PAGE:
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Eth-Gitter-Bridge
@Eth-Gitter-Bridge
[Vitalik Buterin] basically all of the on-chain stuff
Lachlan Ford
@fordacious
@vbuterin thanks
El De-dog-lo
@fubuloubu
That sort of brings up a good point, Viper itself is unaudited security-wise (I believe), but I am sure you have done very extensive testing for Casper. Does that create any kind of roadblock to Casper, the fact that we haven't fully rolled out a beta or done an audit yet?
Eth-Gitter-Bridge
@Eth-Gitter-Bridge
[Vitalik Buterin] IMO this is one of the reasons why we should feature-freeze viper ASAP and just focus on hardening for a while
El De-dog-lo
@fubuloubu
Yeah, I would tend to agree if it is being used for such mission critical code.
Eth-Gitter-Bridge
@Eth-Gitter-Bridge
[Vitalik Buterin] the simple fact that casper can be written in viper already implies that it was >90% close to feature complete when that happened
El De-dog-lo
@fubuloubu
I've been talking with David a bit about an alternative method of architecting the parser, in order to make it new features easier and cleaner to implement
Totally, agree. Perhaps a sign that we should push to a beta
I dubbed it the Lego™ blocks method lol
El De-dog-lo
@fubuloubu
On top of simplifying compiler code, it could also enable extensions that are clearer and more user friendly e.g. constructing new types that represent common patterns that are typically used in contracts
We can discuss the idea next week if you are interested in it for the next phase of Viper, which comes after this feature freeze for release of Casper. Gives us some time for this re-architecting if we all agree it's a good plan.
Dishendra
@Dishendramishra
hi all, So why we have changed name to vyper from viper? searching vyper on google show this link at first index https://vyper.io/
El De-dog-lo
@fubuloubu
d'oh! we never checked website urls!
Eth-Gitter-Bridge
@Eth-Gitter-Bridge
[Vitalik Buterin] at least that has nothing to do with programming langs
El De-dog-lo
@fubuloubu
we were asked to change our name because of a conflict with another swiss-based institution that had a programming language called Viper with a few years of pedigree
Holger Drewes
@holgerd77
Also think this should be hopefully ok
Dishendra
@Dishendramishra
bank: public({
    account_balance: num,
    person: bytes32
    }[num])

@public
@payable
def transfer(sender_accno: num, reciever_accno: num, amount: num):
    if self.bank[sender_accno].account_balance >= amount:
               pass

throwing error "AttributeError: 'Name' object has no attribute 'value'
" at this line

if self.bank[sender_accno].account_balance >= amount:

account_balance and amount are both of same type 'num' and it does support >= comparison operator. So, what's wrong with that?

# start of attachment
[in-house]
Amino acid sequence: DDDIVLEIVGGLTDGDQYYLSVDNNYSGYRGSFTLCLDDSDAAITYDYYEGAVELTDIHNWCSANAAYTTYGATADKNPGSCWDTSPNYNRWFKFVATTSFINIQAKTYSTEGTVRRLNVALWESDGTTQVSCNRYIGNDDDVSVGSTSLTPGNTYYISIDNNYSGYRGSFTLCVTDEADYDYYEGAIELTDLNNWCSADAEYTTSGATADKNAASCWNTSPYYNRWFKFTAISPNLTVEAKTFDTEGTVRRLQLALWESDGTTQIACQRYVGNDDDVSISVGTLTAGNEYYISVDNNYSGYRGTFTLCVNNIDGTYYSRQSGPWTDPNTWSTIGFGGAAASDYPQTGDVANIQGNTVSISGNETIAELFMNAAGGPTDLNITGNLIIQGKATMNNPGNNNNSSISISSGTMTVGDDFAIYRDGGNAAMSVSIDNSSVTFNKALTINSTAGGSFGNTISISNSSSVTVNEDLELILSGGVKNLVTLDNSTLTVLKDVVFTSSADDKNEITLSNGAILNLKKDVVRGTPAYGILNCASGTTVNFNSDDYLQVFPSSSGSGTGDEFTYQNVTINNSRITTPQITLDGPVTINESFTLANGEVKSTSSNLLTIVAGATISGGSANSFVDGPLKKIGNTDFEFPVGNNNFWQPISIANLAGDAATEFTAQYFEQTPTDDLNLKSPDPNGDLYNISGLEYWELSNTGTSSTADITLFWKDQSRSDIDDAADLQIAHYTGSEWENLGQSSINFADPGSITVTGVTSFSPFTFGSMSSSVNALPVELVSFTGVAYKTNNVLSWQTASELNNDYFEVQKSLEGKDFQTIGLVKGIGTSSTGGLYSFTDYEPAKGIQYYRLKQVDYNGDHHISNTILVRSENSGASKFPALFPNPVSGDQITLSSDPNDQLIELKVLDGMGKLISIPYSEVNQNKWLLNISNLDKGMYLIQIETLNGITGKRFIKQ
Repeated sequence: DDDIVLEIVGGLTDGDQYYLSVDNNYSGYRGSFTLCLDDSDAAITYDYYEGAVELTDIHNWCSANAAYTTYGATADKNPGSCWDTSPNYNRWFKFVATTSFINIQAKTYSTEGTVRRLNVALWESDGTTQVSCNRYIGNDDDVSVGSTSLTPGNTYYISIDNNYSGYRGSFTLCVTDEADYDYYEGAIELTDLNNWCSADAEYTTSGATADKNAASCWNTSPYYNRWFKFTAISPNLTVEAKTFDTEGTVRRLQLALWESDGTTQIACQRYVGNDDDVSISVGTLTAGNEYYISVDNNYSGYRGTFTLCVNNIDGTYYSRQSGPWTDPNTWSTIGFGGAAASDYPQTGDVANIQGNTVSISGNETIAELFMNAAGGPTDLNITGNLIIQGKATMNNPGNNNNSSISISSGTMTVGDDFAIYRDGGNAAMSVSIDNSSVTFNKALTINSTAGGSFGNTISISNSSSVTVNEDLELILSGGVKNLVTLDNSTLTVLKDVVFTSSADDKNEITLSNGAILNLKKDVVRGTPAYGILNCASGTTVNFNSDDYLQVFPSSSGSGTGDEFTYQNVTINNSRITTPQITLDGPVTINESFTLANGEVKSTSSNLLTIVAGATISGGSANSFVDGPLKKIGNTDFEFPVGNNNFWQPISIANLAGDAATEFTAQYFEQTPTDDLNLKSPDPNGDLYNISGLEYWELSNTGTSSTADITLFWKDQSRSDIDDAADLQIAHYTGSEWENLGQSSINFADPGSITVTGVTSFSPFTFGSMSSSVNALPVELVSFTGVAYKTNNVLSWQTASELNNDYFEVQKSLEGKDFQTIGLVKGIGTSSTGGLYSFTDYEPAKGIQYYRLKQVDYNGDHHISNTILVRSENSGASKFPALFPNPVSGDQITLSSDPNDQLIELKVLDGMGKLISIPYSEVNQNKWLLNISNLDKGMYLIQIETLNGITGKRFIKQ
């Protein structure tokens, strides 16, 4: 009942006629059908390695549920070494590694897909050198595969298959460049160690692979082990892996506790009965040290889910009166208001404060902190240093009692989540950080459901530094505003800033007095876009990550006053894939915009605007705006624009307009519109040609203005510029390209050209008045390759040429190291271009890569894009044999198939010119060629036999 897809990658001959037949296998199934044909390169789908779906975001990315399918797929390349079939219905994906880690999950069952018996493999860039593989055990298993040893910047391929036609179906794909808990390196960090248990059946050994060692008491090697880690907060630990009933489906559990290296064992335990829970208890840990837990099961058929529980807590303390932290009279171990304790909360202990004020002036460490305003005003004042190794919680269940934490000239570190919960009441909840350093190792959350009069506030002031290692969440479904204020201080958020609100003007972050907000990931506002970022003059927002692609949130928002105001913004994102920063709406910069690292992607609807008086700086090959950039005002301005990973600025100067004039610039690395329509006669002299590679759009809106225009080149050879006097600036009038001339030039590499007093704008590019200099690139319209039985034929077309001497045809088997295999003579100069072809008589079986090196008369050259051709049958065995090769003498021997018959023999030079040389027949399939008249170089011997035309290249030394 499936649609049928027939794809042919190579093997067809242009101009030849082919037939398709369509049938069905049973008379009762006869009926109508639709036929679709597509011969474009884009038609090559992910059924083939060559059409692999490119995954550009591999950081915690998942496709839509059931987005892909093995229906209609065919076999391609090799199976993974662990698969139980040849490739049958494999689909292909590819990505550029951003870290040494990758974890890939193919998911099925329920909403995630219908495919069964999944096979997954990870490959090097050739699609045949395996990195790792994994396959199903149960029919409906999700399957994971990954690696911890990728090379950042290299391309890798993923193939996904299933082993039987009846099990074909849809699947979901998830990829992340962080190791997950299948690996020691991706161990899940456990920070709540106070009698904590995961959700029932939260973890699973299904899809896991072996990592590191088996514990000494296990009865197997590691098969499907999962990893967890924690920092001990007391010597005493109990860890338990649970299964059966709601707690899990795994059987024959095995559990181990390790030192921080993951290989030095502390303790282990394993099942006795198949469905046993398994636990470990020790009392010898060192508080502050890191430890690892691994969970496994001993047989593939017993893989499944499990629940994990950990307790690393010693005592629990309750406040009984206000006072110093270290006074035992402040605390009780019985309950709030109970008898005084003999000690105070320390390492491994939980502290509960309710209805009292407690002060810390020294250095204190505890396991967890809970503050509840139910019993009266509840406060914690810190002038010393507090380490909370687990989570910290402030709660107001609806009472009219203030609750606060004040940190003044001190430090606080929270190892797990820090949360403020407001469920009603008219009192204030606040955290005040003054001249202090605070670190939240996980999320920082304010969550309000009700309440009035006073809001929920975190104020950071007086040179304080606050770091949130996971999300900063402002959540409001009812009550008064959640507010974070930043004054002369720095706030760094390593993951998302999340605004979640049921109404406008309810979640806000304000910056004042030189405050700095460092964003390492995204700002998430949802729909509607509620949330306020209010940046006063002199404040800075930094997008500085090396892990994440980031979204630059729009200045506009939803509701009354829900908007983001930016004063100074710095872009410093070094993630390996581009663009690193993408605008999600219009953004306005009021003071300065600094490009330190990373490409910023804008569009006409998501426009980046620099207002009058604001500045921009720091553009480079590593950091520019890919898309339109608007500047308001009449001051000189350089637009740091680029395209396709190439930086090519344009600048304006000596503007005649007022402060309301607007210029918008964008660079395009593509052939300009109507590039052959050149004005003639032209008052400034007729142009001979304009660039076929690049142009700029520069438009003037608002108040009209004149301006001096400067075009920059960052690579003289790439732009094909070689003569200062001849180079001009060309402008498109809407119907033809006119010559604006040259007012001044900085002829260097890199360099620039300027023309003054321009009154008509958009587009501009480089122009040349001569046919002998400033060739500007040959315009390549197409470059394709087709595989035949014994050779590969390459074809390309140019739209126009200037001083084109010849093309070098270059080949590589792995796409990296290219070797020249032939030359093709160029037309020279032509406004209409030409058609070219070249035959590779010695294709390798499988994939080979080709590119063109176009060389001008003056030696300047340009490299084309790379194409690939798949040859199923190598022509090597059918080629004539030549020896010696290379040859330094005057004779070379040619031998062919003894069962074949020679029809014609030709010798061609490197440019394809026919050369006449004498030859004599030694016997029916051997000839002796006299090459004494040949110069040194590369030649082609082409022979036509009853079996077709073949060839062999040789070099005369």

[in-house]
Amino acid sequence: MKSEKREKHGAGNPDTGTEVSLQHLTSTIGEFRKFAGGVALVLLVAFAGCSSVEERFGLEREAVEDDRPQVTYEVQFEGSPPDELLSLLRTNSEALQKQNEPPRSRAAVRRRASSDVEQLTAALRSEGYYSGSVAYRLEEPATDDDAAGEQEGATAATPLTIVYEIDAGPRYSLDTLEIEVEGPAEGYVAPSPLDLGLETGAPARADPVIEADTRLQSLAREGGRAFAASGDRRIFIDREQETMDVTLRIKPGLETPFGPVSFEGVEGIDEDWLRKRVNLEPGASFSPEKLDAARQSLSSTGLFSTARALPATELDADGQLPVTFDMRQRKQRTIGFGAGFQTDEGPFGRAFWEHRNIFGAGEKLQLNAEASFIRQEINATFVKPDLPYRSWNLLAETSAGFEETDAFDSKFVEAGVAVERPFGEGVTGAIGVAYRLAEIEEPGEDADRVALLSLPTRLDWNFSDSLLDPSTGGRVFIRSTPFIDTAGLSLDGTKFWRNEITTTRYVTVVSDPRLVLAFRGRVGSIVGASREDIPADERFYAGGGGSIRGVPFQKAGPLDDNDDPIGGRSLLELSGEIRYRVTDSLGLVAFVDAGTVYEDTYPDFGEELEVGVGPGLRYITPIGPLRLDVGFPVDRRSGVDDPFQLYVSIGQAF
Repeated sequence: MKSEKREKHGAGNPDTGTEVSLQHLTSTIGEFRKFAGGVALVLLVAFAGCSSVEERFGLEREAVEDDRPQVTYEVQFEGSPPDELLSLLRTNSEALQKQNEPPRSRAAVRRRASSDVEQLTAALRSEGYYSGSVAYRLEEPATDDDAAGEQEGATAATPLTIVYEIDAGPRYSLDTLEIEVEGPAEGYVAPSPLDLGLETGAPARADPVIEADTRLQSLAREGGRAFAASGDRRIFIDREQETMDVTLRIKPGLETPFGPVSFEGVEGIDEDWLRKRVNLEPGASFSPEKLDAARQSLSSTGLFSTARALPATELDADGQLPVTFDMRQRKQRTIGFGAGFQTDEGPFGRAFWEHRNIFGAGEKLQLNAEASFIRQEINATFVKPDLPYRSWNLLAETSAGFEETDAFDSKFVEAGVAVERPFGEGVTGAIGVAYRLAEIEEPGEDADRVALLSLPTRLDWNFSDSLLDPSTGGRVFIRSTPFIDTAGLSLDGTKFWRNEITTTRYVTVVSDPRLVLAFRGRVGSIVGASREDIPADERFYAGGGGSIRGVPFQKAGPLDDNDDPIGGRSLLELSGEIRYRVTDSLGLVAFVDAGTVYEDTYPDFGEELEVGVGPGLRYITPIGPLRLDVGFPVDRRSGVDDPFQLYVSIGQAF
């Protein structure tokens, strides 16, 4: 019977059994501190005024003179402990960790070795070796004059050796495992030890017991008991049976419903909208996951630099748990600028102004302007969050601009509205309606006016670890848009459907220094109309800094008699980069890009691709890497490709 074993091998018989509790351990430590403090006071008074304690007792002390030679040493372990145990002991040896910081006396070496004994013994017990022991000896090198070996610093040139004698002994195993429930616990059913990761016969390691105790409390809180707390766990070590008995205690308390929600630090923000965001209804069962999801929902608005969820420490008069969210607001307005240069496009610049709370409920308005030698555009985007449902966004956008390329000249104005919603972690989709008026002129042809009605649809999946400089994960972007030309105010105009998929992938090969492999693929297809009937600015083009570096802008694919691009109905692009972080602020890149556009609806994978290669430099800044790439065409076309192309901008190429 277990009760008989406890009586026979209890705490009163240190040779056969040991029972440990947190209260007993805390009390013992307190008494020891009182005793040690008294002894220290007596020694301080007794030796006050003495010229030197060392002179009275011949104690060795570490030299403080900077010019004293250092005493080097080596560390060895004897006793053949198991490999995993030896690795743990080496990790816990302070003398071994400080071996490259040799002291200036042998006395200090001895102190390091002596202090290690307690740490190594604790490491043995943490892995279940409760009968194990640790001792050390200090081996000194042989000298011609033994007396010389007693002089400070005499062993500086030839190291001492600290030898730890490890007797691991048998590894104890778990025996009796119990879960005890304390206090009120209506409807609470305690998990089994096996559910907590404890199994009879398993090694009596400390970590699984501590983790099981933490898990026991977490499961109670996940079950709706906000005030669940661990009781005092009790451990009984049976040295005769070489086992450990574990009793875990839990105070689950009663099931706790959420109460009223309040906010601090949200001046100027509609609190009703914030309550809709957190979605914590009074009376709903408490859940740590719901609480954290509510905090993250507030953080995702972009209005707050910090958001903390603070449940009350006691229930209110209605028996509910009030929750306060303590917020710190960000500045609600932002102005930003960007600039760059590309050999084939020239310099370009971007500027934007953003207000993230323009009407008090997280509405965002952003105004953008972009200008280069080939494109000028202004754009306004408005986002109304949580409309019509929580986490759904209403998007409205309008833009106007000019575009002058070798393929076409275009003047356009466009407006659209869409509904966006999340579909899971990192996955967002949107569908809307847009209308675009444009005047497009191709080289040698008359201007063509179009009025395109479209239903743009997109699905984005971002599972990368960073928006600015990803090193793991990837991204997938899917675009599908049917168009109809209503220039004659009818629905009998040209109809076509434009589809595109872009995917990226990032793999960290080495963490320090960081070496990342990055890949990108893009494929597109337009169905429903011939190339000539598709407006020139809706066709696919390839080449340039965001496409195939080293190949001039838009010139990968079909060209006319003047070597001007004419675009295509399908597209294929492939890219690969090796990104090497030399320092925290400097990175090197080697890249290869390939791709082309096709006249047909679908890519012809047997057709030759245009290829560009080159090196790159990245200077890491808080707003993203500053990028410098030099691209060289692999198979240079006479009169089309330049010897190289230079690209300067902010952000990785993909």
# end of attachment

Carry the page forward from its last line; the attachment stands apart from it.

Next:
DavidKnott
@DavidKnott
@Dishendramishra I just ran the code you posted and it worked for me. Can you please make an issue specifying the file / line number of the error and how you installed Vyper so we can dig into your issue further?
Neil Henegan
@neilh
I'd like to use vyper in a production app, is there an ETA on a stable version?
Charles Cooper
@charles-cooper
hello! what is the best way for newcomers to contribute?
El De-dog-lo
@fubuloubu
  1. Reviewing docs
  1. Checking test case functional coverage and fixing coverage issues
Then playing around and letting us know if there uncovered errors, or errors that do not give traces that make sense to you
@neilh safest bet is mid year, although Casper will be the first production usage of Viper courtesy of @vbuterin
@charles-cooper you could also help in reviewing past issues and helping to organize those into must-have or nice-to-have buckets, so we know what must be in v1.0
El De-dog-lo
@fubuloubu
This is more me speaking out loud btw haha
Charles Cooper
@charles-cooper
i was going through the issues earlier and as an outsider it's not that clear what's super important and what is not. like i can guess based on the design goals but that's more my opinion ;)
for instance, it seems a lot of the open issues result from viper being dynamically executed and typed. which suggests an entire redesign using static type inference / pure expressions, but of course that could be at philosophic odds with the current status of the project
El De-dog-lo
@fubuloubu
We'll, sorting them according to your own understanding of the philosophy of Viper is a useful endeavour, helping us make sure we're not being inconsistent in response to some issue that someone brought up
I know there is probably a huge difference between my responses a few months ago and my responses last week, would be great to get a second eye on them with a person who had a strong understanding of language design.
Basically, opinions are very important and evolved over the course of the past few months as we all have learned more
Eth-Gitter-Bridge
@Eth-Gitter-Bridge
[Vitalik Buterin] what do you mean by dynamically executed and typed?
[Vitalik Buterin] types are all determined at compile time
El De-dog-lo
@fubuloubu